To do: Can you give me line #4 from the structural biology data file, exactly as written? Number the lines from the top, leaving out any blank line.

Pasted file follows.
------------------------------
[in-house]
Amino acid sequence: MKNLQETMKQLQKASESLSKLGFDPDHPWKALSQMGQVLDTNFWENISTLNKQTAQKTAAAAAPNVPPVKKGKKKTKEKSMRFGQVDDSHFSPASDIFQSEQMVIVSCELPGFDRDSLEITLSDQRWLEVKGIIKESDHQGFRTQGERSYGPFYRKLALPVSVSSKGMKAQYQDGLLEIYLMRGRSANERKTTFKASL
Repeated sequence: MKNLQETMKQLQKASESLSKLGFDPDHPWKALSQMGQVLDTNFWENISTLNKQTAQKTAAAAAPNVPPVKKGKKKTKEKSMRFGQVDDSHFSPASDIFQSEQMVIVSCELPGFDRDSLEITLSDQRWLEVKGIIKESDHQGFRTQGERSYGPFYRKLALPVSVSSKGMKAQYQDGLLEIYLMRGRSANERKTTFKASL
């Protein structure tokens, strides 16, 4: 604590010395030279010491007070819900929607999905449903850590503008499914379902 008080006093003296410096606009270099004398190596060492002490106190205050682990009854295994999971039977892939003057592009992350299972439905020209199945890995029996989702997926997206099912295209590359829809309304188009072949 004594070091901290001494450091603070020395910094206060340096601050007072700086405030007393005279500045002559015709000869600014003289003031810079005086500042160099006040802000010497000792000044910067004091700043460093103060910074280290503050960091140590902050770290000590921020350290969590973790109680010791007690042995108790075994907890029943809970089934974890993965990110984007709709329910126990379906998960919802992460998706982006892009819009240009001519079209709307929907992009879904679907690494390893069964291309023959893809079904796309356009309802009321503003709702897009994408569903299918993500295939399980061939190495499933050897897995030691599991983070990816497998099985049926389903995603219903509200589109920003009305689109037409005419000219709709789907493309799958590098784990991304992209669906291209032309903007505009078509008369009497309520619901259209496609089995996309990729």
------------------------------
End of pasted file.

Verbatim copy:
């Protein structure tokens, strides 16, 4: 604590010395030279010491007070819900929607999905449903850590503008499914379902 008080006093003296410096606009270099004398190596060492002490106190205050682990009854295994999971039977892939003057592009992350299972439905020209199945890995029996989702997926997206099912295209590359829809309304188009072949 004594070091901290001494450091603070020395910094206060340096601050007072700086405030007393005279500045002559015709000869600014003289003031810079005086500042160099006040802000010497000792000044910067004091700043460093103060910074280290503050960091140590902050770290000590921020350290969590973790109680010791007690042995108790075994907890029943809970089934974890993965990110984007709709329910126990379906998960919802992460998706982006892009819009240009001519079209709307929907992009879904679907690494390893069964291309023959893809079904796309356009309802009321503003709702897009994408569903299918993500295939399980061939190495499933050897897995030691599991983070990816497998099985049926389903995603219903509200589109920003009305689109037409005419000219709709789907493309799958590098784990991304992209669906291209032309903007505009078509008369009497309520619901259209496609089995996309990729």